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FS ShieldForest Health Protection, Southern Region

STRUMELLA CANKER,

caused by Strumella coryneoidea

Importance. - Strumella canker is less common in the southern Appalachians than in the Northeast. Its most common hosts are members of the white oak group; however, beech, basswood, blackgum, and shagbark hickory are occasionally affected.

Identifying the Fungus. - The fungus produces dark brown, cushion-like structures,about 1/20 to 1/10 inches (1to3mm) in diameter, on dead bark and surrounding tissue. Urnula craterium has been described as the perfect or sexual stage of the fungus causing strumella canker. The urnula fruiting body is cup-shaped and grows on infected branches and stems that have fallen to the ground.

Identifying the Injury. - Strumella cankers are of two types; diffuse and the more common target shape. Diffuse cankers develop on smooth-barked saplings and rapidly girdle and kill the trees. Targetshaped cankers are more common and are formed by the alternation of cambium killed by the fungus around the canker perimeter and then the formation of a callus ridge by the host. Cankers can reach several feet in length.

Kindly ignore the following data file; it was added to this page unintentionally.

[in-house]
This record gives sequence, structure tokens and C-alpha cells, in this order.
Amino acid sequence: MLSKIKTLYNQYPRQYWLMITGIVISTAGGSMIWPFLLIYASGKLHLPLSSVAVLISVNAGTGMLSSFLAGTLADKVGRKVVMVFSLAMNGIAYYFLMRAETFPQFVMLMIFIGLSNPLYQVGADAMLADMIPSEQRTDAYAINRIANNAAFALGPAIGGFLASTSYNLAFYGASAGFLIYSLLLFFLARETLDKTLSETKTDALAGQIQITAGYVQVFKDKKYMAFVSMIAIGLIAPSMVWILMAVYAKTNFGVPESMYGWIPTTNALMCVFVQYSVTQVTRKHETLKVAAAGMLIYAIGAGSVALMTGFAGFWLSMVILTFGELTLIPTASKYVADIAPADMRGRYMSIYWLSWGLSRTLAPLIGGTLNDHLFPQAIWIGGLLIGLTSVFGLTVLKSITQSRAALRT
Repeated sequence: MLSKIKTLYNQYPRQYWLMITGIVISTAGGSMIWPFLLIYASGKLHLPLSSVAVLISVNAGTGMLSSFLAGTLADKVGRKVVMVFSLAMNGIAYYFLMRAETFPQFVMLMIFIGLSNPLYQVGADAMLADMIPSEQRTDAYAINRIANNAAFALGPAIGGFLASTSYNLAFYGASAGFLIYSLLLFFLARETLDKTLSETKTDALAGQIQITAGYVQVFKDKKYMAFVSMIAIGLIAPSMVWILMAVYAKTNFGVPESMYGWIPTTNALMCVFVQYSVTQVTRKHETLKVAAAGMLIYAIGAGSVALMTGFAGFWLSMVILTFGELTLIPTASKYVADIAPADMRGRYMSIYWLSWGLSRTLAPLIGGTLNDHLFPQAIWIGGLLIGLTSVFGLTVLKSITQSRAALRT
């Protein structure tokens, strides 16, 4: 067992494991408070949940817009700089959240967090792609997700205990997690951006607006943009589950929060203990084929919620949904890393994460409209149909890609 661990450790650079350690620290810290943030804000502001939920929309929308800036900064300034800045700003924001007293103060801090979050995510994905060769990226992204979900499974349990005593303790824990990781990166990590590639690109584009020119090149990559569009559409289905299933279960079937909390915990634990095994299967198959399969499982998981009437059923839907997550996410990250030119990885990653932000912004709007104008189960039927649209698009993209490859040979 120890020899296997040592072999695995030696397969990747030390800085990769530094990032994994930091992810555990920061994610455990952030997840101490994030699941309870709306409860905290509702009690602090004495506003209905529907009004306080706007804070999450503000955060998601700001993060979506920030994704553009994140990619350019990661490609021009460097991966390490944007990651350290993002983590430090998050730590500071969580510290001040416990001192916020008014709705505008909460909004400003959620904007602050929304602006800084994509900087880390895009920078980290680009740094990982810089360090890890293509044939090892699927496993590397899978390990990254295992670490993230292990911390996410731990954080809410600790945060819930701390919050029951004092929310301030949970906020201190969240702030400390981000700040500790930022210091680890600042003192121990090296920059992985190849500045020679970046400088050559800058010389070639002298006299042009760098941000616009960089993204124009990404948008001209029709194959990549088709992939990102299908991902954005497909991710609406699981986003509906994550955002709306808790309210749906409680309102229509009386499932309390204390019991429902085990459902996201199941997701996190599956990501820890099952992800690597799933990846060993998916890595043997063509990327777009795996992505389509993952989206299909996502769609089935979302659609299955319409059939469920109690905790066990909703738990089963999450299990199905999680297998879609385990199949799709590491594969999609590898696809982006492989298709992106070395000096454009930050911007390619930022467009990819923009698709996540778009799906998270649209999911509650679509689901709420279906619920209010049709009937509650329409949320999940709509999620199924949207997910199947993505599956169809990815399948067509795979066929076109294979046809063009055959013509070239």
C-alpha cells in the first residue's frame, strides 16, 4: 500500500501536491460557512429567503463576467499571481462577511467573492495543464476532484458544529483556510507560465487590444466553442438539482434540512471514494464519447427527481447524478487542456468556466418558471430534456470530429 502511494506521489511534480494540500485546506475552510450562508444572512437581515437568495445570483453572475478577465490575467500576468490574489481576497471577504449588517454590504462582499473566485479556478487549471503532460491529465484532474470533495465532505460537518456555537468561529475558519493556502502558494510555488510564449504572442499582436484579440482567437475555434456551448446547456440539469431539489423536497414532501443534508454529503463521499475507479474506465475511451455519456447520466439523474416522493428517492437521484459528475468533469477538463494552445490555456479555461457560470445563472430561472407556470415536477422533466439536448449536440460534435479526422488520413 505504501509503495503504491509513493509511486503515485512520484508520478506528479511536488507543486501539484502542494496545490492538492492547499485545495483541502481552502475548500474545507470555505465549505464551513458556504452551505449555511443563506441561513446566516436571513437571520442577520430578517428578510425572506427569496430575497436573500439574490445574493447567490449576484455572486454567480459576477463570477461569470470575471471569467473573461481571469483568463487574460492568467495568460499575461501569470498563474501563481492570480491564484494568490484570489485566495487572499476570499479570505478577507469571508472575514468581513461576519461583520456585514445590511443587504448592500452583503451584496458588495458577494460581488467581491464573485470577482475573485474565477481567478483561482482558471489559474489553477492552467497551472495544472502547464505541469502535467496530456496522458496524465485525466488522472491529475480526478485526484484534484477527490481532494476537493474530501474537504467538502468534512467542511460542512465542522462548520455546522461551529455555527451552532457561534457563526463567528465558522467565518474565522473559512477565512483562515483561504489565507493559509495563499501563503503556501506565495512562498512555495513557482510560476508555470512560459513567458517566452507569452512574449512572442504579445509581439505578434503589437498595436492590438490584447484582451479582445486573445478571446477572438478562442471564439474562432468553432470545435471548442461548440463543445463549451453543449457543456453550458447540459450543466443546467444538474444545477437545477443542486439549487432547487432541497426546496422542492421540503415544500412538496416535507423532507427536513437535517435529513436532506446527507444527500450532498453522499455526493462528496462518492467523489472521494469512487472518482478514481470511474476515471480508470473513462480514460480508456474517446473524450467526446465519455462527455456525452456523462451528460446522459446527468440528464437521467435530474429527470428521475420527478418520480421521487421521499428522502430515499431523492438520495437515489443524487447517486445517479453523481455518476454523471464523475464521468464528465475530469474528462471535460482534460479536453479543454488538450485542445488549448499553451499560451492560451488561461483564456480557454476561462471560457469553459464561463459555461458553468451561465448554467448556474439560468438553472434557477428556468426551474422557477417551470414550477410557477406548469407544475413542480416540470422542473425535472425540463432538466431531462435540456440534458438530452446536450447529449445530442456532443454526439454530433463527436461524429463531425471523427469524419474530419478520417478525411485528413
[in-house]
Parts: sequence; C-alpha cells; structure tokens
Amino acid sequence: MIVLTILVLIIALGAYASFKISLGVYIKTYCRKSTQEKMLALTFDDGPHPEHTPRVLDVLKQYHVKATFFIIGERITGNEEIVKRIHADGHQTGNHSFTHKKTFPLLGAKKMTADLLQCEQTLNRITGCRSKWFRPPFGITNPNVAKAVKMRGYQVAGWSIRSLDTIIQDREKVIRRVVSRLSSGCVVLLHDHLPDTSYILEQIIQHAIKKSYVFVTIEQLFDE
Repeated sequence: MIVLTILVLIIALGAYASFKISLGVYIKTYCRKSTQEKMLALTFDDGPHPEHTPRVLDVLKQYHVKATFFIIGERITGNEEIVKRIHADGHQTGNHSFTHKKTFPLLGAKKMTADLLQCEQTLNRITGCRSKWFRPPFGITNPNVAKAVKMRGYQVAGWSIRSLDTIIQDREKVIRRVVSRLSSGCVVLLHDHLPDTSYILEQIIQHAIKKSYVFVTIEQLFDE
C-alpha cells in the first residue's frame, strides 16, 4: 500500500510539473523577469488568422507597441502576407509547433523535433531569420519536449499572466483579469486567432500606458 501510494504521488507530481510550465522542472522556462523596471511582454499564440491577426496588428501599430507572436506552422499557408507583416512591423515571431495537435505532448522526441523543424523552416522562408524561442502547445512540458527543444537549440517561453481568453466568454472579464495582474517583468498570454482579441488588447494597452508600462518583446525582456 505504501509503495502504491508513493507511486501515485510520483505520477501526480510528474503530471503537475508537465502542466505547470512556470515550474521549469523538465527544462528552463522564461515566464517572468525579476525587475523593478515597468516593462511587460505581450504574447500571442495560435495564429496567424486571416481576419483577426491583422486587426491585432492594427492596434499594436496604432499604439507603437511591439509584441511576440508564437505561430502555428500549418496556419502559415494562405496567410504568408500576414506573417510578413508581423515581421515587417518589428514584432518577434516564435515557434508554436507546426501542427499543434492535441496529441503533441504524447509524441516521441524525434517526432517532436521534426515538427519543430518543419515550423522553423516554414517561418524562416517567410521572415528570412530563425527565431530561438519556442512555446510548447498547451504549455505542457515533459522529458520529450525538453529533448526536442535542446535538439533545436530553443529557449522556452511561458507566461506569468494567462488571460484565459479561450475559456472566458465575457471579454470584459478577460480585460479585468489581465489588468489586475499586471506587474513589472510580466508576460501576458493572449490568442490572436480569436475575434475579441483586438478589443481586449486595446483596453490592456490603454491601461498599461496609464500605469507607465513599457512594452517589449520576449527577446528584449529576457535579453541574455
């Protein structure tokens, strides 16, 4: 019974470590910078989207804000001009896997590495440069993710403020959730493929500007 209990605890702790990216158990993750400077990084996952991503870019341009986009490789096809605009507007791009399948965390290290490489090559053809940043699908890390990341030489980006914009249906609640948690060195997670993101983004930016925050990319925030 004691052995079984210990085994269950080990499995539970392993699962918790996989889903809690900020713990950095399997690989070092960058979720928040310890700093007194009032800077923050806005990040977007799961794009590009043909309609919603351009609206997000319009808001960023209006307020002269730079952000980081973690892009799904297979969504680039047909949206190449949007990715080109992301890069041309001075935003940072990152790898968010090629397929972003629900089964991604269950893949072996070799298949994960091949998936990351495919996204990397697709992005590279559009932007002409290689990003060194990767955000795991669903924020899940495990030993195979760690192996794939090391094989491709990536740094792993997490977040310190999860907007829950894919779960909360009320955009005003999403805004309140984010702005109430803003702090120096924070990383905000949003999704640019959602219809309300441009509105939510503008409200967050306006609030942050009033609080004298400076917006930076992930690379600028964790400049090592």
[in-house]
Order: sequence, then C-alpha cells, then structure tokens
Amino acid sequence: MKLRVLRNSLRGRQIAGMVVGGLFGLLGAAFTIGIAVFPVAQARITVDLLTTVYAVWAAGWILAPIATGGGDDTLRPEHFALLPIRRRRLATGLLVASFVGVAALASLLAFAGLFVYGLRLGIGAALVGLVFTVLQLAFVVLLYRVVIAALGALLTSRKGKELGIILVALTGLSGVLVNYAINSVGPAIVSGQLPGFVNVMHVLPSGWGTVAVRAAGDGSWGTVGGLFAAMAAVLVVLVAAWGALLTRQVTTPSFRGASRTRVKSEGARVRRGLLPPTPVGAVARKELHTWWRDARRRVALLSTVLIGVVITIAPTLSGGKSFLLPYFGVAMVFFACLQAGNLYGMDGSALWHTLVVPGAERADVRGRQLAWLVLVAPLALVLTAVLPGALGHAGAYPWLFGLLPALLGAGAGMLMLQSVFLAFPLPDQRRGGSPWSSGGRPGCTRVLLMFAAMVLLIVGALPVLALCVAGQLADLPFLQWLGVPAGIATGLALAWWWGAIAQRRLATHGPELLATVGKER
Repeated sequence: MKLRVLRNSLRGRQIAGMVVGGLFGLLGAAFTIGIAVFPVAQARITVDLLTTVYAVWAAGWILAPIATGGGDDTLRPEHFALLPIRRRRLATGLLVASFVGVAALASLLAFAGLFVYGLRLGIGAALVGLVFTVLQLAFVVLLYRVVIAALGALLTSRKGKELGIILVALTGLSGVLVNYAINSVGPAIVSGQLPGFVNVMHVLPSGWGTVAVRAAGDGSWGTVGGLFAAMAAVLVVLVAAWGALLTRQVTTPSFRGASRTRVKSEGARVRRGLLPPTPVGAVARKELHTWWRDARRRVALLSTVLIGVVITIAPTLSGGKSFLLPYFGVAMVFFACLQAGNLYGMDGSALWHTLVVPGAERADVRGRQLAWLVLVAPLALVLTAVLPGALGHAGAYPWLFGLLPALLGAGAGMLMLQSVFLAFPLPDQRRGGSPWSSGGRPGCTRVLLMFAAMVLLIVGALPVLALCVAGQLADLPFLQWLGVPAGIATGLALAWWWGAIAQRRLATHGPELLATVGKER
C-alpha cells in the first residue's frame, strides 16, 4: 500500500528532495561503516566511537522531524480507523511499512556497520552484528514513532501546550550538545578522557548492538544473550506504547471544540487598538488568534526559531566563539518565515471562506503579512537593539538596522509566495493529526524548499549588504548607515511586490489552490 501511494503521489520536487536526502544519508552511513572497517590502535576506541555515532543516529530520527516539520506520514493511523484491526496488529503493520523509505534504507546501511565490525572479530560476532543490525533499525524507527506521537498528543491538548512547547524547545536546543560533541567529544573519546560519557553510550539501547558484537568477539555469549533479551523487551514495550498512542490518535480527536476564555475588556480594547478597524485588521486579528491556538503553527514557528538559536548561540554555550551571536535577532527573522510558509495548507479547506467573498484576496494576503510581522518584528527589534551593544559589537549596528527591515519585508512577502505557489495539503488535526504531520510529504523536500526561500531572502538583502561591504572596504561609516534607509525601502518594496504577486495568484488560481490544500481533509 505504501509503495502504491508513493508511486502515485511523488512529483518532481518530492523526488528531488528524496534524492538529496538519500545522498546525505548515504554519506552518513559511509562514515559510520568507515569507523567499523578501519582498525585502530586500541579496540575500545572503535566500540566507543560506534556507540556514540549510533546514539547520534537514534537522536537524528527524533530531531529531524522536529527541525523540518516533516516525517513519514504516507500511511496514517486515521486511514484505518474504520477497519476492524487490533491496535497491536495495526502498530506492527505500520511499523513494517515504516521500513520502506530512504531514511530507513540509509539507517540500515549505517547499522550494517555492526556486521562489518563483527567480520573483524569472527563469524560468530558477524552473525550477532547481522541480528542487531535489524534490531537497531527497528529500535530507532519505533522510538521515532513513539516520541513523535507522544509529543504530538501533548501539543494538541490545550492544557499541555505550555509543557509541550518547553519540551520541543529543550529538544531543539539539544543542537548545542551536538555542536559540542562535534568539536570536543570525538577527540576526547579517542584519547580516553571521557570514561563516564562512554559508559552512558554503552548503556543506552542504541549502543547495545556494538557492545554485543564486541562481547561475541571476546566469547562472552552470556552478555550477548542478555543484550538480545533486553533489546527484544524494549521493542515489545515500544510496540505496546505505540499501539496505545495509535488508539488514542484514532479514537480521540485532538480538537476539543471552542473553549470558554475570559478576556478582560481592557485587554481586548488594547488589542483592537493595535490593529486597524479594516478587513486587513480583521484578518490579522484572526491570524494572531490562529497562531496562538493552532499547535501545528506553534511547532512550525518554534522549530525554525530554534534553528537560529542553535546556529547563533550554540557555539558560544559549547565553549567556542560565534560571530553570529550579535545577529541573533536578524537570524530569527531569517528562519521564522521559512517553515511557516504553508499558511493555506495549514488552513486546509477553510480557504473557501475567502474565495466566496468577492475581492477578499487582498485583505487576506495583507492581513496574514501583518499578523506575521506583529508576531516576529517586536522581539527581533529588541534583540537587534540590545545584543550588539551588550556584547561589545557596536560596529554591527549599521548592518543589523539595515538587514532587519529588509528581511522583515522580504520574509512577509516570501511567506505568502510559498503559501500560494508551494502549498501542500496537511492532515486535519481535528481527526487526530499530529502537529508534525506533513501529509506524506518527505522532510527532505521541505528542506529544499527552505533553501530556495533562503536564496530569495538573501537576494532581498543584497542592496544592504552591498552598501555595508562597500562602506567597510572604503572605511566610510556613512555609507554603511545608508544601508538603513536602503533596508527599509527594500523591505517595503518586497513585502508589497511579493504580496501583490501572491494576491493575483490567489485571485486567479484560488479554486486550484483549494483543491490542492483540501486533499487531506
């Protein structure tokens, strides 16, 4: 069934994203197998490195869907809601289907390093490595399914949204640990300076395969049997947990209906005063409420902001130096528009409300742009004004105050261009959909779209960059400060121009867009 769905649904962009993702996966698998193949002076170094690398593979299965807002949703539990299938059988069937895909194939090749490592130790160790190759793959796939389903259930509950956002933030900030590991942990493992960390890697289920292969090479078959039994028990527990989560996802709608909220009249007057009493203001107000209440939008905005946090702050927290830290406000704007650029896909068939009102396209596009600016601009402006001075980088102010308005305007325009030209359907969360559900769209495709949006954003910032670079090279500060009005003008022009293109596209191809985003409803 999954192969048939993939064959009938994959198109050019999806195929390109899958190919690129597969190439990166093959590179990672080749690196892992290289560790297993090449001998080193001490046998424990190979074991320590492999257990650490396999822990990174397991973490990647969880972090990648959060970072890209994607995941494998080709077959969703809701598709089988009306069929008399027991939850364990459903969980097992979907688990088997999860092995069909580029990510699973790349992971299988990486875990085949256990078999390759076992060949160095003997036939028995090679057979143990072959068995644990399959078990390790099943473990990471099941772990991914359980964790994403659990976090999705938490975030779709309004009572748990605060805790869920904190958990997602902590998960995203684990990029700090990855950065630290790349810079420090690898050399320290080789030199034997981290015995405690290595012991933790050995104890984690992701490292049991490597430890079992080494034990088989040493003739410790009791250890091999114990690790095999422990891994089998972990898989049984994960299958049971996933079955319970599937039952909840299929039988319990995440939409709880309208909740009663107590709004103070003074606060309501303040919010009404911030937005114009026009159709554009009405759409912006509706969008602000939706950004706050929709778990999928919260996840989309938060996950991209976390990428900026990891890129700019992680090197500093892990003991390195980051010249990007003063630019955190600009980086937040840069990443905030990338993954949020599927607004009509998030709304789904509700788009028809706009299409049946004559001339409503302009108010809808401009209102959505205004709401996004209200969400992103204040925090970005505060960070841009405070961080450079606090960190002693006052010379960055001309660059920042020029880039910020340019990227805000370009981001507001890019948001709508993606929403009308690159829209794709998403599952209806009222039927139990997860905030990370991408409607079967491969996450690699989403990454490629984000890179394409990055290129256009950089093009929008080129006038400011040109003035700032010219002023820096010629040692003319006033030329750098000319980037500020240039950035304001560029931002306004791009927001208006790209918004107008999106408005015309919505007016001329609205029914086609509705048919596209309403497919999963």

Oak killed by strumella canker

Oak killed by strumella canker. (Click for detail. JPG 38K).


Biology. - As with many canker diseases, the fungus usually enters the tree through a branch stub. The remnants of this stub can be seen at the canker center. Frequently, diseased trees bear multiple cankers.

Control. - There is no control for this disease under forest conditions. However, cankered trees should be removed during sanitation or commercial thinning operations. Severely diseased trees in recreation areas should be removed for safety.